Survey of Pharmacist-Managed Primary Care Clinics Using Healthcare Failure Mode and Effect Analysis (HFMEA)

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Ashley H Vincent
Jasmine D Gonzalvo
Darin C Ramsey
Alison M Walton
Zachary A Weber
Jessica E Wilhoite


Pharmaceutical Services, Delivery of Health Care, Systems Analysis, Total Quality Management, United States


Objectives: The primary objective was to expand upon results of a previously piloted patient perception survey with Healthcare Failure Mode and Effect Analysis (HFMEA), to identify areas within pharmacist-managed clinics needing improvement.

Methods: The survey was adapted for use in pharmacist-managed clinics. Patients completed the survey following regularly scheduled pharmacist appointments.  Data were analyzed with a method adapted from HFMEA.  Product scores could range from five to 25. A product of five indicates that pharmacists are doing a good job on the items that patients place the most value on, while a product score of 25 indicates that pharmacists are doing a poor job.  A score greater than or equal to ten was used to identify areas for improvement.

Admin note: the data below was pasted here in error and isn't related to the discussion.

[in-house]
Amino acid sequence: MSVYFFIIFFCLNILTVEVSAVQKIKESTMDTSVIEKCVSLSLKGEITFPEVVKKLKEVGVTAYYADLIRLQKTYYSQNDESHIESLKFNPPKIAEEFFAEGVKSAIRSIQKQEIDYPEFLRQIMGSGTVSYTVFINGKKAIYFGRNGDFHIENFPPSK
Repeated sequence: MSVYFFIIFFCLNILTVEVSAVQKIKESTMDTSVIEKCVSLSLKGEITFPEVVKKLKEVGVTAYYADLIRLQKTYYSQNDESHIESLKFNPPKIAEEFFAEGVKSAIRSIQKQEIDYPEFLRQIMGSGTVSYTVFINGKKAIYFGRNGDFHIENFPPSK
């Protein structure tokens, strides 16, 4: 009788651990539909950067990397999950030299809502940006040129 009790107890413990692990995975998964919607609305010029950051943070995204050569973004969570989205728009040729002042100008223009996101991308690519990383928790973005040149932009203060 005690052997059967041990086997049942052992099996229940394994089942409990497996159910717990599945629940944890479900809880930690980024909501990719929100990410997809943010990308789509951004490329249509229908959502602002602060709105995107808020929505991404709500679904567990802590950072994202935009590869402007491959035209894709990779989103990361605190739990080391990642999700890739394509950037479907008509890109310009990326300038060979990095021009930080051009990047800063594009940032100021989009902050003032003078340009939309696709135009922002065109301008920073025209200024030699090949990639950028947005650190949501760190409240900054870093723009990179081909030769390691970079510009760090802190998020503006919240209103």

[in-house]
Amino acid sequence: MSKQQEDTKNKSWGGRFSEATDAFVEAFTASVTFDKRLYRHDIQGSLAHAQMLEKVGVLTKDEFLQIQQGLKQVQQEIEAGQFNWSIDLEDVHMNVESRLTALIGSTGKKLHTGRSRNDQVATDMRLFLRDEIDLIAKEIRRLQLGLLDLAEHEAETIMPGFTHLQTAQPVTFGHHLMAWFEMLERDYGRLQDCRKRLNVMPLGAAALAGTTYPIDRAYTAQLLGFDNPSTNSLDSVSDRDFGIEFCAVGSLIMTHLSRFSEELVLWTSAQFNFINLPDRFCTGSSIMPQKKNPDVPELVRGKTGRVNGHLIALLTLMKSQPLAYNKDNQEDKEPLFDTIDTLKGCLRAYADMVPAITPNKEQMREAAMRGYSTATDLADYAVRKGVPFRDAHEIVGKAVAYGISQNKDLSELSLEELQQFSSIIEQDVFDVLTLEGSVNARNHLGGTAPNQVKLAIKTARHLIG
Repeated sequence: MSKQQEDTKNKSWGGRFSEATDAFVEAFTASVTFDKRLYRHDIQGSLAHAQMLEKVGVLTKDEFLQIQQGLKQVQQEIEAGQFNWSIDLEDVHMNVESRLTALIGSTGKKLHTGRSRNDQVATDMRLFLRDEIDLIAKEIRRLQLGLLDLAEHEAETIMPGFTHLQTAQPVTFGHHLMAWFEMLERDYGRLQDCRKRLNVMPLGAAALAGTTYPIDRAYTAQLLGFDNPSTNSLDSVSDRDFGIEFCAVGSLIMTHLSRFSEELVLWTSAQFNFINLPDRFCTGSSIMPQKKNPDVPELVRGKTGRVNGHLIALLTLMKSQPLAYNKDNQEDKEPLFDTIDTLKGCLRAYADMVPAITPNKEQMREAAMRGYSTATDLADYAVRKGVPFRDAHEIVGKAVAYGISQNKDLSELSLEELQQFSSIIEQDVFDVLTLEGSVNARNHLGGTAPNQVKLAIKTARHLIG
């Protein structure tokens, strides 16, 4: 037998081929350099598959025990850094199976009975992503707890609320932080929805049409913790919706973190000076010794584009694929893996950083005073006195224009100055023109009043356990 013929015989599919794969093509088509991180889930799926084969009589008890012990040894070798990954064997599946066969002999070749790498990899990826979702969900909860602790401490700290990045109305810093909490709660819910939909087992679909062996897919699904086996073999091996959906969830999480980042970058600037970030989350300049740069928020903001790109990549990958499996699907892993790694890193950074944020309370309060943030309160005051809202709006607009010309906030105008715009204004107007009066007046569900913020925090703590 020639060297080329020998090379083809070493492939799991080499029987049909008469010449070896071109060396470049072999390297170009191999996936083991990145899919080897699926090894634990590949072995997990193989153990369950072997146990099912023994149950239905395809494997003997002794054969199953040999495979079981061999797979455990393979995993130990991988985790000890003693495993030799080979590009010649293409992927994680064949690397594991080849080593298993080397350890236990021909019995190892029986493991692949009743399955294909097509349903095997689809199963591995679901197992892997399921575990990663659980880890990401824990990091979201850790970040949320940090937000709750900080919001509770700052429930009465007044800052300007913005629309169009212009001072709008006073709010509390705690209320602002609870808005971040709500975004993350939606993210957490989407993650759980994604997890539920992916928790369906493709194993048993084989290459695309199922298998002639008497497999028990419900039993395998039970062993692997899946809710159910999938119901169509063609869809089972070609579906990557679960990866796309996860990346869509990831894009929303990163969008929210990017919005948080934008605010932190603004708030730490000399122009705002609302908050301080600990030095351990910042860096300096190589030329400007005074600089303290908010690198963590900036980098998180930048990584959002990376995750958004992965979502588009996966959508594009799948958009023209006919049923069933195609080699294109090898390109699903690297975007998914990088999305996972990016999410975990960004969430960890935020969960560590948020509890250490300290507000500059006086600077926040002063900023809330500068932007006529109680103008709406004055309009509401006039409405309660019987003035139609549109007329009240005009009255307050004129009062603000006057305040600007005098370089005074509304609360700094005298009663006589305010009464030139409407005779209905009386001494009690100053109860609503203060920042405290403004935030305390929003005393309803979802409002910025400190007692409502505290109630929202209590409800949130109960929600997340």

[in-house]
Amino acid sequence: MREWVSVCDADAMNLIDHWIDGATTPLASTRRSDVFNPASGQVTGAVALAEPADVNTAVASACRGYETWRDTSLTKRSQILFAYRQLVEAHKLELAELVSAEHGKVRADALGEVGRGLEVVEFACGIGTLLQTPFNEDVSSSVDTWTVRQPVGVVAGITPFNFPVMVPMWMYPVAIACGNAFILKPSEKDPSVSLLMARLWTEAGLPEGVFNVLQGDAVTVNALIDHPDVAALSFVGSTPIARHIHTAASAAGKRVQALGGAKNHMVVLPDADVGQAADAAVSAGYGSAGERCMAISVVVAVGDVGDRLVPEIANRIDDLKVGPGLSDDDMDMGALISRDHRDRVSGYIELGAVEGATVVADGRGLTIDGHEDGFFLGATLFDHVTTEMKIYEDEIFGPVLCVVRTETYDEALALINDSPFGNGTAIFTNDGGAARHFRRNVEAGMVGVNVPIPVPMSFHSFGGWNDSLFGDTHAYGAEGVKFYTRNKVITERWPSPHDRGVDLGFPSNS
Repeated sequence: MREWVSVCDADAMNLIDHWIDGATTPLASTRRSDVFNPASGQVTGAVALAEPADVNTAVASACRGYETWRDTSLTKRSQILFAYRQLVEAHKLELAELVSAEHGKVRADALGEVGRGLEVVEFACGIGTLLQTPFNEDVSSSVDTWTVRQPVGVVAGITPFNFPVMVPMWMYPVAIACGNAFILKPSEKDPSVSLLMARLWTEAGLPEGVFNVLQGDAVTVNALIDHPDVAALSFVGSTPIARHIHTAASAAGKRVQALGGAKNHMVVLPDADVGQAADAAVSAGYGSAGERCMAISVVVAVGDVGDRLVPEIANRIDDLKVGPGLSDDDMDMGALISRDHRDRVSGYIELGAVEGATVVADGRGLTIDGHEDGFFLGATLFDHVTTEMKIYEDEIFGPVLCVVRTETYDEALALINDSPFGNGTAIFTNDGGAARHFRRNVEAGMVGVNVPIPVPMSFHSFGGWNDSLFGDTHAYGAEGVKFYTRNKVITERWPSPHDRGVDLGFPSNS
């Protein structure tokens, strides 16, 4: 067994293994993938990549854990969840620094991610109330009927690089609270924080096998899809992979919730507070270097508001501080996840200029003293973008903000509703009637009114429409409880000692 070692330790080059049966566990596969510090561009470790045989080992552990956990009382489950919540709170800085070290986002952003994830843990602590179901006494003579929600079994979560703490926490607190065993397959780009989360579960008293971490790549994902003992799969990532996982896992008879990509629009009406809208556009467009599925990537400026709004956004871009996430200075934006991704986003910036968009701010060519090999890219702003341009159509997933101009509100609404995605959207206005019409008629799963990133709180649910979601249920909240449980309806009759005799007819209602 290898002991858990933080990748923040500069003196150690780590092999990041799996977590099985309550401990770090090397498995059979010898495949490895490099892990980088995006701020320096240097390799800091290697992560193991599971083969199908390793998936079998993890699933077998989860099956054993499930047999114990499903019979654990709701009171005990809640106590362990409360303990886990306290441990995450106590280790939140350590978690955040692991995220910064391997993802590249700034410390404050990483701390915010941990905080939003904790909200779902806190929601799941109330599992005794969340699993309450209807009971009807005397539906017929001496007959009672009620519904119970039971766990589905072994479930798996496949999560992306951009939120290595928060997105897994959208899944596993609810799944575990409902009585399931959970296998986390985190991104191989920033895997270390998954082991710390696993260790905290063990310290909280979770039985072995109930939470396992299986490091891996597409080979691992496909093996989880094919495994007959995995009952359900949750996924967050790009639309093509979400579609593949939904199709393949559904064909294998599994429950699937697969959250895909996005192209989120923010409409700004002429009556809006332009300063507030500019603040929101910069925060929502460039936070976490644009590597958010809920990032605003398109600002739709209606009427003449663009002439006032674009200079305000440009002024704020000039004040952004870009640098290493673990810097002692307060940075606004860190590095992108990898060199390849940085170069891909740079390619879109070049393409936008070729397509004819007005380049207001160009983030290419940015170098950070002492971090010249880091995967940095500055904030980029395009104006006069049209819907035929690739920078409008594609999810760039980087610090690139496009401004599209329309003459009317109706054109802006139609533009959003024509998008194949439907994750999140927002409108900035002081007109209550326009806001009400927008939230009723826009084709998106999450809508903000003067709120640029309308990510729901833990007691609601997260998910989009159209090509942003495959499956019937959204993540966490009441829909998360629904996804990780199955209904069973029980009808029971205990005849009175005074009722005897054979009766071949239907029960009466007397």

Results: Seventy-one patients completed surveys. Thirteen components were assessed and no item achieved a mean product greater than or equal to ten. The survey item with the highest mean product pertained to discussion of potential medication side effects (mean: 7.06; interquartile range: 5-10). Analysis of each survey item found that all survey items had multiple individual responses that provided a product score of greater than or equal to ten. The survey items most frequently listed in the overall population as being most valued were “Told you the name of each of your medicines and what they are used for”, “Answered your questions fully,” and “Explained what your medicines do”.

Conclusions: Educational components provided during pharmacist-managed clinic appointments are aligned with patients’ needs and are successfully incorporating the components that patients value highly in a patient-healthcare provider interaction. The HFMEA model can be an important teaching tool to identify specific processes in need of improvement and to help enhance pharmacists’ self-efficacy, which may further improve patient care.

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